Please note that I omitted the constant factor, because it still decreases with further normalization by brightness (the brightness of the light source does not affect the color temperature).

Next, I calculate the linear coordinates of RGB: The

linear coordinates of RGB are converted into coordinates (u, v) as follows:

On the plane (u, v) , the geometric distance between the points of the color in question and the color of the black body of the given temperature T is calculated:

For example, for a standard white light source, the dependence of this distance on temperature looks like this:

The value of T, at which this dependence has a minimum, is the color temperature of the light source in question.

The spectral density of the radiation of the sun

I downloaded the data of the spectral density of solar radiation in the absence of the atmosphere from here: [ 5 ] . The light source corresponding to the Sun from space, I will henceforth designate as E490. Also, for comparison, in the calculations I consider the standard light source D65 . This source represents white light. I look at it to show what the moon would look like if the sun were white. I downloaded the data of the spectral density of radiation of a standard light source D65 from here: [ 6 ] .

As will be shown below, the D65 and E490 light sources have color temperatures of 6467K and 5912K, respectively. The spectral radiation densities of light sources D65, E490 and absolutely black bodies of the corresponding temperatures are as follows:

It can be noted that the spectral radiation density of the Sun is higher than that of a white light source at longer wavelengths, i.e., at wavelengths of red light (620- 770 nm). This means that the sun has a reddish tint. Indeed, the calculations give the following colors of the light sources D65, E490 and absolutely black bodies of the corresponding temperatures (as I said, white paper with an albedo of 0.91 is considered):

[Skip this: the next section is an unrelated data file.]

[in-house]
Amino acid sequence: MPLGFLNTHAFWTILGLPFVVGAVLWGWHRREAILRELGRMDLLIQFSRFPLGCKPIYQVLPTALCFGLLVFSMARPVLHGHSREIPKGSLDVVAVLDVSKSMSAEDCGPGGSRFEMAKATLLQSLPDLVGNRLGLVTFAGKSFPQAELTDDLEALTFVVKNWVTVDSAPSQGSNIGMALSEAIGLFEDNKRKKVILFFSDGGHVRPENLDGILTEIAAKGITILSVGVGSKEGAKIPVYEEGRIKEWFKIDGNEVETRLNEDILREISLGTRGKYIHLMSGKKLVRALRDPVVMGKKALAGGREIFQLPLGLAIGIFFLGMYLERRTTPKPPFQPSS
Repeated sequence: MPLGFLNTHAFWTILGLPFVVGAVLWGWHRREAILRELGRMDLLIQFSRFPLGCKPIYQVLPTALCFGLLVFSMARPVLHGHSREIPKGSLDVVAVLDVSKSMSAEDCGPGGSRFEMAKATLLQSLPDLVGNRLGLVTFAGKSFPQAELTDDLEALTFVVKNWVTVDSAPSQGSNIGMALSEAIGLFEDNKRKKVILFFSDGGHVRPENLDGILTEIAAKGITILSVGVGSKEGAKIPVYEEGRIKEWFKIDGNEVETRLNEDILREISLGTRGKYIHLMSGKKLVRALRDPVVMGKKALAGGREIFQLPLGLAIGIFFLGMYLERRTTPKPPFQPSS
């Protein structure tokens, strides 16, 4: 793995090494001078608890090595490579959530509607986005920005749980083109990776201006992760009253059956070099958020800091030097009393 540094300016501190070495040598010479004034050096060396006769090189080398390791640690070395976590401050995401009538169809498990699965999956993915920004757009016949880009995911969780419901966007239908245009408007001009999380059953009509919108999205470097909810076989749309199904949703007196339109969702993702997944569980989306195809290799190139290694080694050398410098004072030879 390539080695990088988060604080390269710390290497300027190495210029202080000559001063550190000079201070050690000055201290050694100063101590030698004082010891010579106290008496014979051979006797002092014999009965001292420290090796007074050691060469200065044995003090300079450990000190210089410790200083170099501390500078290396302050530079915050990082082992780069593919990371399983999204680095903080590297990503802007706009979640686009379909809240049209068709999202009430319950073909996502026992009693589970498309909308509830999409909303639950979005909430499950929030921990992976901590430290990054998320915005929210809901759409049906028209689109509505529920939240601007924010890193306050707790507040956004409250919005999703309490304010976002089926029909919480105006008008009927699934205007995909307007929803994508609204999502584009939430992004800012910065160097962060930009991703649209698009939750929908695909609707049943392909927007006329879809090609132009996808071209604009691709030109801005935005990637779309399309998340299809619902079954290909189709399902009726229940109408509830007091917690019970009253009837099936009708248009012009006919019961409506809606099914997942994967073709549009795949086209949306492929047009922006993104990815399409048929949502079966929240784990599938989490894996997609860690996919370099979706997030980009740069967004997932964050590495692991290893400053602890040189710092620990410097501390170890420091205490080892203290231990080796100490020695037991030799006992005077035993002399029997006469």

Note that the sRGB coordinates of the Sun and the absolutely black body of temperature 5912K exactly match. This is not explained by anything, it just happens.

The color of the circles in the last picture is the real color of the Sun from space. The human eye clearly sees the reddish tint of the sun. So, the fact that the Sun from space is white is a big myth! It should be noted that for some reason this shade is not observed in the photographs and video of the Apollo program. In these photographs, the visible reddish hue of the Sun would certainly appear on the white surfaces of the American flag and spacesuits. And as will be shown below, this shade of the Sun makes a noticeable contribution to the "redness" of the Moon from space.

Is the moon different or the same in color?

Opponents of the theory of the lunar conspiracy are promoting the version that the moon is different in color. Allegedly in places the moon is gray, in places it is brown, and at the same time the Apollo landed where the moon is gray. But this version directly contradicts scientific data. The article [ 7 ] explicitly says:
Color differences on the moon are extremely small.

Shevchenko also writes in his book [ 8 ] :
For many years, the famous American researcher T. McCord worked in this direction. He obtained more than 200 spectra for various sections of the lunar surface measuring 10–20 km each. All obtained curves are basically similar in appearance.

So, no, the moon is not different in color, but the same.

Color data of the moon according to Shevchenko

Shevchenko in his book [ 8 ] gives the following dependence of reflectivity on wavelength.

In my calculations, I use piecewise linear interpolation of this data. I received the missing data in the range of 820–830 nm by direct continuation of the segment in the range of 690–820 nm.

Moon Color Data by LRO

The dependence of the lunar surface reflectivity on the conditions of illumination and observation at wavelengths from 321 nm to 689 nm is given in [ 9 ] . The model parameters were calculated based on the analysis of data obtained by the Lunar Reconnaissance Orbiter (abbreviated LRO). Lighting and observation conditions are determined by three parameters i (angle of incidence), e (angle of reflection) and g (phase angle). These angles are shown in the following diagram:

The phase angle can be expressed in terms of the azimuthal angle$ \ varPsi $using the spherical cosine theorem as follows:

$ g = \ arccos \ left (\ cos \ left (i \ right) \ cos \ left (e \ right) + \ sin \ left (i \ right) \ sin \ left (e \ right) \ cos \ left ( \ varPsi \ right) \ right) $

In the calculations, I take the traditional values ​​of the angles i = g = 30 ° , e = 0 ° . For such angles, the following dependence of the reflectance on the wavelength is obtained (graph lro30):